When something as major as divorce enters their young lives, children often feel a shift in how they perceive their family unit and the world around them. To best support them during this time, divorcing spouses need to set aside their differences and put their kids first. The divorce attorneys at Pepping, Balk, Kincaid & Olson, LTD. in Silvis, Illinois, want to help you do this. Below, they answer a few frequently asked questions about how to talk to children about the end of a marriage.
Divorce Attorneys Answer 4 FAQ About Discussing the End of Marriage With Children
When Is the Best Time to Break the News?
Once you and your spouse have made a firm decision to start divorce proceedings, it's time to tell the kids. But children are perceptive creatures, and in some instances, they may suspect early on that a split is imminent and ask you directly. In such cases, tell the truth. If no decisions have yet been made about whether divorce is on the horizon, tell your kids that nothing final has been reached.
What Should We Say?
First of all, always make this a family conversation, so all spouses should be involved in the discussion. Even if you and your soon-to-be ex don’t want to be in the same room together, this is a time to leave the acrimony outside and the divorce attorneys in their offices. You want to present a united front and show kids they have the support and presence of both parents. Use age-appropriate language, and don't assign blame or badmouth one another. Don't force your kids to carry the weight of your marital issues — in other words, refrain from revealing the more intimate details. Reassure them frequently throughout the discussion and afterward that they are loved by both parents and are in no way to blame for what’s happening.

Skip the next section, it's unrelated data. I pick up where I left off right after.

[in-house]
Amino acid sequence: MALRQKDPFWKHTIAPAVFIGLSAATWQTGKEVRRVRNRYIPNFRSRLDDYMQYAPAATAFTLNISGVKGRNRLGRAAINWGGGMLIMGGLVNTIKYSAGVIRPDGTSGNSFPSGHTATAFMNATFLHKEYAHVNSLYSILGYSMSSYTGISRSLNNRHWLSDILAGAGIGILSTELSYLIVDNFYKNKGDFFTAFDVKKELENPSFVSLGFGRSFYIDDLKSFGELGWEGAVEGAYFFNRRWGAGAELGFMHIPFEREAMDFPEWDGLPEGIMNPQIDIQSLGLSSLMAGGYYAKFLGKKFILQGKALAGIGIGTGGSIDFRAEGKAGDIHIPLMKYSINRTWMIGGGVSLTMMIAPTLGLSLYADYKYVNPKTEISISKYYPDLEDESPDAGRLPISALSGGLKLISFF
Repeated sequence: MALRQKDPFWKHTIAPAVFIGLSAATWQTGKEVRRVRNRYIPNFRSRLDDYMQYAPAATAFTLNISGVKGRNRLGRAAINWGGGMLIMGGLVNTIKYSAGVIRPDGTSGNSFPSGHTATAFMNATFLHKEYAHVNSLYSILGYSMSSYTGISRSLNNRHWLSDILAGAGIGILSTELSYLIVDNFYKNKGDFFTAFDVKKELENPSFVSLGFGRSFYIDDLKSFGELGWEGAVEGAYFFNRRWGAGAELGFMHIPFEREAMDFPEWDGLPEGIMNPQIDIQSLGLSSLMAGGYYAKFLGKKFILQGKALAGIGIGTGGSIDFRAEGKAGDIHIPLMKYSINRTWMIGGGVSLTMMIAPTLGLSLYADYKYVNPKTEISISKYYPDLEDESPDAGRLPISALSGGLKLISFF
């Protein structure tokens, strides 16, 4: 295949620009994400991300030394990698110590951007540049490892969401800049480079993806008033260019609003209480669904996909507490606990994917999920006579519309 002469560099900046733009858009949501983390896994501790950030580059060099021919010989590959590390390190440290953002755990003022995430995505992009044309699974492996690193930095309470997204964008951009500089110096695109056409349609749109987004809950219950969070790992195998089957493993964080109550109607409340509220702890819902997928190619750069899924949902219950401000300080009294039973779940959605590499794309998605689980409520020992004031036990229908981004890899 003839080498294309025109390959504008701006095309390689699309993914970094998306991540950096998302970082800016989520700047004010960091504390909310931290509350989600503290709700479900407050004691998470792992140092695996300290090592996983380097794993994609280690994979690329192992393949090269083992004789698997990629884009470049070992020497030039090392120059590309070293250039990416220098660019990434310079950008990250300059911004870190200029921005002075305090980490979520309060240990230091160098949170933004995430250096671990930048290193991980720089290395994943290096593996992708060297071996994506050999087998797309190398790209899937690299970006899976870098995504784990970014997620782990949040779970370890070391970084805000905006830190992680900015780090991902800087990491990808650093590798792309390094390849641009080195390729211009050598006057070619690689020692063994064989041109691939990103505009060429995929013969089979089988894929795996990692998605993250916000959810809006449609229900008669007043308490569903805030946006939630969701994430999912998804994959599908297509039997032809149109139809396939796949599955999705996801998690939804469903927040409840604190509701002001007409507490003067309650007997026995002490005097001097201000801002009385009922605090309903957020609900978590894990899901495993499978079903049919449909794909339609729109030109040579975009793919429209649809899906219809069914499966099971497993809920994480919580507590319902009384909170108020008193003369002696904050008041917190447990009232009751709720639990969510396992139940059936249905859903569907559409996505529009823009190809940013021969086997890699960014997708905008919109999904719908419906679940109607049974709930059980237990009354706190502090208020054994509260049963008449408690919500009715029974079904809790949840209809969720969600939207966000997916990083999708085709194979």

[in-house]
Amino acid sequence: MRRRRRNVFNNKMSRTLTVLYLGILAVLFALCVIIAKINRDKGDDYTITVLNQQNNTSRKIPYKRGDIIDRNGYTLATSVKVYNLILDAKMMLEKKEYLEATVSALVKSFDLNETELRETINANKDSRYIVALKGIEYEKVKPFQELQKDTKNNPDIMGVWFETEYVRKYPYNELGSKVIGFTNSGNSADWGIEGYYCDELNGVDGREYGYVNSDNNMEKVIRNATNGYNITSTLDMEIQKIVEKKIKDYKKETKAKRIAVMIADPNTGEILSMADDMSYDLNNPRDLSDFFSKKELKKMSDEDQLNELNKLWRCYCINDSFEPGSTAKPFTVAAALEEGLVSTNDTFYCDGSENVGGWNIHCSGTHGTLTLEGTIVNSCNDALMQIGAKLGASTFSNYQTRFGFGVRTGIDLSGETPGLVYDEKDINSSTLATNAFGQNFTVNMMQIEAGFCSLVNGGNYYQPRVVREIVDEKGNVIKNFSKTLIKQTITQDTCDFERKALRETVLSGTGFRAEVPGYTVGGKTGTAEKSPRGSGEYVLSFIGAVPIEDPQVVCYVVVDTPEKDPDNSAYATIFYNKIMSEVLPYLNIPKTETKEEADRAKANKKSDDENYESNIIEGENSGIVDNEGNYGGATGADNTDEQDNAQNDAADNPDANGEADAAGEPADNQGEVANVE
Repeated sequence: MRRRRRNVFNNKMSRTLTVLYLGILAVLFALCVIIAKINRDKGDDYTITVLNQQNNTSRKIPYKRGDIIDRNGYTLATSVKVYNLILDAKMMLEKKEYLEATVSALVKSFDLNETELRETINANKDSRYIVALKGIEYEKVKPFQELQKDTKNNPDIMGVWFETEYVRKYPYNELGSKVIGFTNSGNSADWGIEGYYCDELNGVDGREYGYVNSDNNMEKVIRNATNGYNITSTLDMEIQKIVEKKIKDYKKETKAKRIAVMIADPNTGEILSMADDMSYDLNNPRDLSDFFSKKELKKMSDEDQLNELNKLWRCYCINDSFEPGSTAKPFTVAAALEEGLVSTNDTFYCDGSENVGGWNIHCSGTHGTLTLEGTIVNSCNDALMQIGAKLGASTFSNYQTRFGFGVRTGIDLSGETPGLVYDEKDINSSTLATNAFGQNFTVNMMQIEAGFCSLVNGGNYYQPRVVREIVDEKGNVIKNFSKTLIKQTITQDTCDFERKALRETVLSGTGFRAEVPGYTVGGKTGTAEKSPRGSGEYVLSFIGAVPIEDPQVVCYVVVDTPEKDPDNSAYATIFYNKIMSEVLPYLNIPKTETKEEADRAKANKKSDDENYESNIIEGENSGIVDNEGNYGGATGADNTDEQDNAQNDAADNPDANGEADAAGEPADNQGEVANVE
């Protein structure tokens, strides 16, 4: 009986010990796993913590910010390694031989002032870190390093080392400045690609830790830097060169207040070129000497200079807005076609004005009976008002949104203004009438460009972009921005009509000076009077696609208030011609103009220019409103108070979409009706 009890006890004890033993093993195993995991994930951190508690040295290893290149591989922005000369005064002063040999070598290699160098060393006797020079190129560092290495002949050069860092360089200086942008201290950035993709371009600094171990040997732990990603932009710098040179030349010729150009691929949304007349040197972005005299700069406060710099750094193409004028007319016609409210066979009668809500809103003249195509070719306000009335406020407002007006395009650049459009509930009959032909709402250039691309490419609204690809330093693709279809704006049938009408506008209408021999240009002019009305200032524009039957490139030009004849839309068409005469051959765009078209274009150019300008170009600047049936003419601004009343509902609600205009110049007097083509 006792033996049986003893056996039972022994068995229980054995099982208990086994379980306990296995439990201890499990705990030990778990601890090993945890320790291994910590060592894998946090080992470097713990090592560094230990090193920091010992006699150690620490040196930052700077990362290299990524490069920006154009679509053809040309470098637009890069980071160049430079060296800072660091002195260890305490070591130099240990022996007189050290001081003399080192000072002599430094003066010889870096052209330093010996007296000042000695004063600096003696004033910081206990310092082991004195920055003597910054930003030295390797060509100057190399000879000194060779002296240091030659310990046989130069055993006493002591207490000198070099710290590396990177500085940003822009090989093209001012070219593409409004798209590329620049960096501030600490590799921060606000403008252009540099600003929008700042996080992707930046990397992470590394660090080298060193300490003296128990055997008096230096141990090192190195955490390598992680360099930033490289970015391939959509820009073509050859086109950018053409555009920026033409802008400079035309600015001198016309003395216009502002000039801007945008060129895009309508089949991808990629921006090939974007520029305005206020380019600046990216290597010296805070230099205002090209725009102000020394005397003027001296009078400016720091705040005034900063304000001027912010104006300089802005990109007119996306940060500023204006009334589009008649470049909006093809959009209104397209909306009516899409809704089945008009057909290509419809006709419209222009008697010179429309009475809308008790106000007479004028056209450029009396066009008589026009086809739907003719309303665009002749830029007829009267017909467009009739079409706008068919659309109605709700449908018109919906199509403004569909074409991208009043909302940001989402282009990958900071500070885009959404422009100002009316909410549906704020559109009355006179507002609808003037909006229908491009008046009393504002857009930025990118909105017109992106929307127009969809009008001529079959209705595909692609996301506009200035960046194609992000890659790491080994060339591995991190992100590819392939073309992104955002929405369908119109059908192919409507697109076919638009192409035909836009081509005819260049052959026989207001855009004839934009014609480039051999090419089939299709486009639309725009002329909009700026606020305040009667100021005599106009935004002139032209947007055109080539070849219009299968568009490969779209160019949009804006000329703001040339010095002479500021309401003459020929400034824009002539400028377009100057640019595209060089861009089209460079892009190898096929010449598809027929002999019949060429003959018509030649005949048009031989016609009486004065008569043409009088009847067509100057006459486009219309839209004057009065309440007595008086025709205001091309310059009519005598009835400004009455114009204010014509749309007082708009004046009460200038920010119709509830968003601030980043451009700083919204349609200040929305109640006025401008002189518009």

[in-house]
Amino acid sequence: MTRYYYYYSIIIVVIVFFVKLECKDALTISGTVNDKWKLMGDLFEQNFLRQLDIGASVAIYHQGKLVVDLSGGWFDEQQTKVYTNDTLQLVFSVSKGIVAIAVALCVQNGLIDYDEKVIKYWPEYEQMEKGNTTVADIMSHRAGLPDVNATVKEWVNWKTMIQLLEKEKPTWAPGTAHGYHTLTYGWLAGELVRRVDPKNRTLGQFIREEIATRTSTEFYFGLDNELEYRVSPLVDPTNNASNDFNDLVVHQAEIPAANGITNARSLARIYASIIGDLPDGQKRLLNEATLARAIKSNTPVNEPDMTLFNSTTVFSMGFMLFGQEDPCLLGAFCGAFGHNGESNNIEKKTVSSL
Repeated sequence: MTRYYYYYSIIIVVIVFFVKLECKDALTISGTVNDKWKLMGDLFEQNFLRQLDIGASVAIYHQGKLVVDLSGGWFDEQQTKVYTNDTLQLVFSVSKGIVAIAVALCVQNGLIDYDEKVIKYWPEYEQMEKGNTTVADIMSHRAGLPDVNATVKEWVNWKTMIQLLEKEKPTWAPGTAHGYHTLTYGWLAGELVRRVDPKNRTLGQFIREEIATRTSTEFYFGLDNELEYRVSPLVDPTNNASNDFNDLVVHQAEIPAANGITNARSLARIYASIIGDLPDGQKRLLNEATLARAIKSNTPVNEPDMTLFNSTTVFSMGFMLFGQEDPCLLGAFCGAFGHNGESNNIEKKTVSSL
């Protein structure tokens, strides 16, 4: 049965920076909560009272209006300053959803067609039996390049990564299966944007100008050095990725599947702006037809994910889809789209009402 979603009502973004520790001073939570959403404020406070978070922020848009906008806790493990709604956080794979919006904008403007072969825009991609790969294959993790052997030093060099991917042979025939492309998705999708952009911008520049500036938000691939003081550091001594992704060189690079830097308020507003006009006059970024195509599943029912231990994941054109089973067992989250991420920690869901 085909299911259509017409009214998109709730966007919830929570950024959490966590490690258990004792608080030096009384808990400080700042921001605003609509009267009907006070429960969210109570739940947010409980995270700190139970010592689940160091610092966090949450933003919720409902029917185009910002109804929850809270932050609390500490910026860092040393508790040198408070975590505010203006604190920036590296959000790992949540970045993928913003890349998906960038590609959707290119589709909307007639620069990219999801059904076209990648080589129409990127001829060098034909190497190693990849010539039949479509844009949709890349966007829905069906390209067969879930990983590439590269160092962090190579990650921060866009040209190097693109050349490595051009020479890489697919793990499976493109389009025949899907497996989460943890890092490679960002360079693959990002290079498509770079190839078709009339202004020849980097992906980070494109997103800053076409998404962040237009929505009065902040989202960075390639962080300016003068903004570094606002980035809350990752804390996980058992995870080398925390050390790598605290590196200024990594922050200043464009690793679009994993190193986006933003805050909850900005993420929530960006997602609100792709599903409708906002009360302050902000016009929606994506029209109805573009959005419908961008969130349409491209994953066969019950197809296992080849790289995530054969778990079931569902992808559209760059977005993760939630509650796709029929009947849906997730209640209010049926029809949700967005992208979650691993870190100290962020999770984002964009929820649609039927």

How Can I Most Support My Child?
Just being there for your child is a strong support system for them. Even if your schedule is hectic, carve out time when you can spend time together. Also, encourage them to talk about what's on their mind. Let them say and feel what they need and want. Don't censor their experience — it is theirs, and they are entitled to it. It is also helpful if your children see you and your spouse working together as a team. If they witness two mature adults handling situations well, they'll likely take a cue from that and feel like they’re on more solid ground as these new changes come into their lives.
Do My Kids Need Therapy to Deal With the Divorce?
There's no easy answer here — it's going to depend on the individual child. Some handle divorce with remarkable ease, and others feel as if their world is collapsing. Watch your children carefully and gauge their moods and feelings. If you suspect they could benefit from some additional, professional support, therapy may be a good idea. Remember that any child — and any adult, for that matter — can find some value in sessions with a quality therapist.
By facilitating open communication, being honest, and making time for your kids, you can be confident that they'll handle all aspects of the divorce. For the legal aspects of ending a marriage, trust Pepping, Balk, Kincaid & Olson, LTD. to look out for you. They represent clients in a variety of family law matters, as well as bankruptcy and real estate law issues. Call (309) 755-5096, visit them online, or contact them on Facebook to arrange a consultation with a divorce attorney.